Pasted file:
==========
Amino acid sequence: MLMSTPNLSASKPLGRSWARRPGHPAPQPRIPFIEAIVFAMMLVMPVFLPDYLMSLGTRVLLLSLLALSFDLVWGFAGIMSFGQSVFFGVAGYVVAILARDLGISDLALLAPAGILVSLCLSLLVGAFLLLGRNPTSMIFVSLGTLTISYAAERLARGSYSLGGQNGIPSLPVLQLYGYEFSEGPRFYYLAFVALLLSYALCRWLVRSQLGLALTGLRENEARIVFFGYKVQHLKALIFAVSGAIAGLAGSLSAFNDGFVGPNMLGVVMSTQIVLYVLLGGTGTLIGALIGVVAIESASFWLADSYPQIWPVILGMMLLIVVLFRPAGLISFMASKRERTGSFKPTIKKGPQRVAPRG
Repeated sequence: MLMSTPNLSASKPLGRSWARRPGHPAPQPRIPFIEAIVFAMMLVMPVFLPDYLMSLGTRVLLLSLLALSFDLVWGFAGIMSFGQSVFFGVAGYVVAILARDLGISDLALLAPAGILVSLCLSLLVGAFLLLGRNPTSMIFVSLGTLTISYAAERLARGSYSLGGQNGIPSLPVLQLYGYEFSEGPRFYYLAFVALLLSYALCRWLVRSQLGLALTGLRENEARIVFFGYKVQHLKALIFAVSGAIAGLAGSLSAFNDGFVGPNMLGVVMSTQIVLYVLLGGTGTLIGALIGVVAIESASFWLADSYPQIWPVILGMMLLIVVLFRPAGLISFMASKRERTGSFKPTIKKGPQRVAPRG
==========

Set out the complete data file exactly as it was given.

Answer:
Amino acid sequence: MLMSTPNLSASKPLGRSWARRPGHPAPQPRIPFIEAIVFAMMLVMPVFLPDYLMSLGTRVLLLSLLALSFDLVWGFAGIMSFGQSVFFGVAGYVVAILARDLGISDLALLAPAGILVSLCLSLLVGAFLLLGRNPTSMIFVSLGTLTISYAAERLARGSYSLGGQNGIPSLPVLQLYGYEFSEGPRFYYLAFVALLLSYALCRWLVRSQLGLALTGLRENEARIVFFGYKVQHLKALIFAVSGAIAGLAGSLSAFNDGFVGPNMLGVVMSTQIVLYVLLGGTGTLIGALIGVVAIESASFWLADSYPQIWPVILGMMLLIVVLFRPAGLISFMASKRERTGSFKPTIKKGPQRVAPRG
Repeated sequence: MLMSTPNLSASKPLGRSWARRPGHPAPQPRIPFIEAIVFAMMLVMPVFLPDYLMSLGTRVLLLSLLALSFDLVWGFAGIMSFGQSVFFGVAGYVVAILARDLGISDLALLAPAGILVSLCLSLLVGAFLLLGRNPTSMIFVSLGTLTISYAAERLARGSYSLGGQNGIPSLPVLQLYGYEFSEGPRFYYLAFVALLLSYALCRWLVRSQLGLALTGLRENEARIVFFGYKVQHLKALIFAVSGAIAGLAGSLSAFNDGFVGPNMLGVVMSTQIVLYVLLGGTGTLIGALIGVVAIESASFWLADSYPQIWPVILGMMLLIVVLFRPAGLISFMASKRERTGSFKPTIKKGPQRVAPRG